"If you're smoking in plain public view, you're subject to a ticket," Seattle City Attorney Pete Holmes said back in 2012, just as legalization measure I-502 was going into effect.

In Washington state -- as in the rest of America, even "legalized" places -- publicly sharing a marijuana high with friends can land you a court summons, and possibly even a night in jail.

Oregon: Legal Marijuana Sales Begin Thursday, Oct. 1

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Medical Marijuana Dispensaries Given Head Start Before Other Stores

Oregon Becomes First State to Expunge Prior Nonviolent Marijuana Records

By Steve Elliott
Hemp News

Oregon, which legalized marijuana in 2014 with Measure 91, is beginning sales Thursday, October 1. Existing medical marijuana dispensaries will be permitted to get a head start on sales before other, non-medical stores, which are expected to open in Autumn 2016.

This will ensure existing medical marijuana retailers have an opportunity to fairly compete in the new market as it emerges in the next several years. About 200 of the 345 medical shops have registered to expand their sales to all adults and expect a significant increase in profit margins.

Oregon voters passed Measure 91 in November 2014 with 56 percent support. Similar to initiatives in both Washington and Colorado, Measure 91 called for a slow and thoughtful roll-out of legalization.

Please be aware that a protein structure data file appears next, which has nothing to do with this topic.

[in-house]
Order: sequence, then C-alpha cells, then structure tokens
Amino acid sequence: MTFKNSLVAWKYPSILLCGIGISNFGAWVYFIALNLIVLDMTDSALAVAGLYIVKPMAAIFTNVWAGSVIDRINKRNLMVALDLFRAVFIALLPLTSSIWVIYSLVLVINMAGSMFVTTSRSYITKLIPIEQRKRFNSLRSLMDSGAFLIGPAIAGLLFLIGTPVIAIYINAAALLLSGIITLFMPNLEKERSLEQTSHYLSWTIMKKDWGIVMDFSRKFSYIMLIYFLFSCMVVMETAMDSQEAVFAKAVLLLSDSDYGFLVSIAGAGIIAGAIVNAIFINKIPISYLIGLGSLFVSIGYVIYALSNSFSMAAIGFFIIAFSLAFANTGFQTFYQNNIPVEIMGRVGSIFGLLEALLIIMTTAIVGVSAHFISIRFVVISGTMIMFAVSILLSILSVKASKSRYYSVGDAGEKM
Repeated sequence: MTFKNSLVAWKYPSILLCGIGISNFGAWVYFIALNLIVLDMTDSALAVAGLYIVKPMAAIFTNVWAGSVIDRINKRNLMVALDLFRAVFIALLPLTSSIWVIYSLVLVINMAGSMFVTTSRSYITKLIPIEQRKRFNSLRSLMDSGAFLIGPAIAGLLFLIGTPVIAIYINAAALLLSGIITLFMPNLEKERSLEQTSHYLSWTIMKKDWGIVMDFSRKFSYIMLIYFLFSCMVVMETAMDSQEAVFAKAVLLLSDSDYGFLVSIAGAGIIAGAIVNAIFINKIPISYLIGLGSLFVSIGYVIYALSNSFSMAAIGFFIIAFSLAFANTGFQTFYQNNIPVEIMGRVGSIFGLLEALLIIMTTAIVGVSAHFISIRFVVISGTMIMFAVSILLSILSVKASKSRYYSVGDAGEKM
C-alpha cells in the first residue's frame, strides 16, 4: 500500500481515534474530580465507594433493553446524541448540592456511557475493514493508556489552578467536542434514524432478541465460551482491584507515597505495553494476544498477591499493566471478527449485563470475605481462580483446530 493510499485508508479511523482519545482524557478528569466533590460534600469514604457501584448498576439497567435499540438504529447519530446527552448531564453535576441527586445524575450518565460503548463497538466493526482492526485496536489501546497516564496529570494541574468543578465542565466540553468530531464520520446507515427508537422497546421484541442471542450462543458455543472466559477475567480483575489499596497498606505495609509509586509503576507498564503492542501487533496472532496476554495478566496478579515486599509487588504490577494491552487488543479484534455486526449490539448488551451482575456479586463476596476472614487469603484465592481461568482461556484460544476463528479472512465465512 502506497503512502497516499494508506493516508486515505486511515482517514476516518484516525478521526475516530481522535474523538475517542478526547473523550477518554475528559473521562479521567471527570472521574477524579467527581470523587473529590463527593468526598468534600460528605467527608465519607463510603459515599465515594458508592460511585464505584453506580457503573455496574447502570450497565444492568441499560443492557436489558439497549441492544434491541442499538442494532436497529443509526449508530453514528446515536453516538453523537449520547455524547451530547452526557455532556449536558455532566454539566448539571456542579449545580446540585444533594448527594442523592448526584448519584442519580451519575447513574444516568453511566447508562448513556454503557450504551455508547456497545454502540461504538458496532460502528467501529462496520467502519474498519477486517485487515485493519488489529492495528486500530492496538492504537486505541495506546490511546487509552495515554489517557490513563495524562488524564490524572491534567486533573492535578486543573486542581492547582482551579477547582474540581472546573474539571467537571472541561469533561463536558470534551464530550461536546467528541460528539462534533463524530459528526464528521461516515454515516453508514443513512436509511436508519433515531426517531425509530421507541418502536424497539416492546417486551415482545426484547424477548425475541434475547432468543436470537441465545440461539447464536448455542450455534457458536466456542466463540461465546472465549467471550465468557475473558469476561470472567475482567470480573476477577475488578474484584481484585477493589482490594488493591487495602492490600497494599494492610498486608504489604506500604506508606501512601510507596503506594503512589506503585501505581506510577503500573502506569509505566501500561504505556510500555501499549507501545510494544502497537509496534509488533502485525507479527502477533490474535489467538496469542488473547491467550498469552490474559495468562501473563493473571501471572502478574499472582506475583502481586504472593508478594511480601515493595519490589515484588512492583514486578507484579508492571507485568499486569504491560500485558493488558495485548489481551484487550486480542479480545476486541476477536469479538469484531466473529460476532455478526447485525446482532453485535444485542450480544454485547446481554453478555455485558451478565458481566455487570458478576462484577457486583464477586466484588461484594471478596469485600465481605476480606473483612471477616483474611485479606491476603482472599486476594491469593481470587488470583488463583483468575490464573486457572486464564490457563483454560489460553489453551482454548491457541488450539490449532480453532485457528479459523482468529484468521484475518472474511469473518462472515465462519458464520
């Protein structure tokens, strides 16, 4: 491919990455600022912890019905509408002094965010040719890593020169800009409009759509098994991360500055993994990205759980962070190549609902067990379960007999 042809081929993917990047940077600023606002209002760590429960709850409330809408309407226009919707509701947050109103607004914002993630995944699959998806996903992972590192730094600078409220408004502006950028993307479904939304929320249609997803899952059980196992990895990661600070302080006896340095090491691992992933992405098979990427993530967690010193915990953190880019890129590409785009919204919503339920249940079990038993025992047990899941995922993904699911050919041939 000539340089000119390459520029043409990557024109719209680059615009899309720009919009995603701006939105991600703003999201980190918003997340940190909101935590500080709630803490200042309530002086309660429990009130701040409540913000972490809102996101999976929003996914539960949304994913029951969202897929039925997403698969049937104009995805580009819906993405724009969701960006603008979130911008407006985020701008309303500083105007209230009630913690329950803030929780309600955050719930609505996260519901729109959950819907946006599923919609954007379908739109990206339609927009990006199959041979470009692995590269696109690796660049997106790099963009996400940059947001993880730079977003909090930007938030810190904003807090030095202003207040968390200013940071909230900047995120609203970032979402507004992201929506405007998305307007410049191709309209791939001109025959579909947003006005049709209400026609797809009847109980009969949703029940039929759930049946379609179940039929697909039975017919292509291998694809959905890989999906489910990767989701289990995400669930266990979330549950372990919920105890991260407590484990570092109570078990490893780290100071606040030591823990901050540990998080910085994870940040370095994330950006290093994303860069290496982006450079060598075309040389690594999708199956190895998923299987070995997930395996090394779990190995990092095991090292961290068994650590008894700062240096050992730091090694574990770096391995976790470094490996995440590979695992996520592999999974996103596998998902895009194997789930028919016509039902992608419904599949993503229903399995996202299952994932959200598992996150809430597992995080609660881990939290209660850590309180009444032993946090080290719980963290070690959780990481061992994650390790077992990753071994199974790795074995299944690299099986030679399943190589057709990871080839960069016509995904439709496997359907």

In Washington and Colorado, possession of marijuana became legal over a year before retail sales began. This approach left adults with no lawful means of purchasing marijuana. This, too, was the path in Oregon until lawmakers passed new legislation this summer.

Possession became legal on July 1, 2015, yet the Oregon Liquor Control Commission (OLCC), the state agency responsible for taxing, licensing, and regulating commercial recreational marijuana, will not begin accepting applications until early next year and retail stores are not expected to open until late 2016.

D.C.: Council Votes To Decriminalize Marijuana, End Marijuana Possession Arrests

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Bill Would Reduce Enormous Racial Disparities in Criminal Justice System

Last-Minute Amendments Weaken Bill; Advocates Warn That “Public Consumption” Provision Will Perpetuate Unfair and Costly Arrests

The D.C. Council on Tuesday took a major step to decriminalizing marijuana in the nation’s capital by voting 11-1 in favor of a bill that would eliminate criminal penalties for the possession of one ounce or less of marijuana and treat possession as a civil offense.

The Council takes a final vote on the bill in early March; it is expected to pass and to be signed into law by the mayor. It is viewed by both council members and advocates as a model for other jurisdictions looking to reduce racial disparities in the criminal justice system.

“This is a major victory for advancing the cause of racial justice in D.C.,” said Grant Smith, policy manager with the Drug Policy Alliance (DPA). “The war on marijuana is largely a war on people of color and the D.C. Council is saying enough is enough.”

The “Marijuana Possession Decriminalization Amendment Act of 2014 (Council Bill 20-409)” would eliminate the threat of arrest for possessing marijuana and ensure that people are no longer saddled with life-long convictions that make it difficult to obtain employment and housing. Instead of arresting people the bill would impose a $25 civil fine for possession as well as forfeiture of the marijuana and any paraphernalia used to consume or carry it.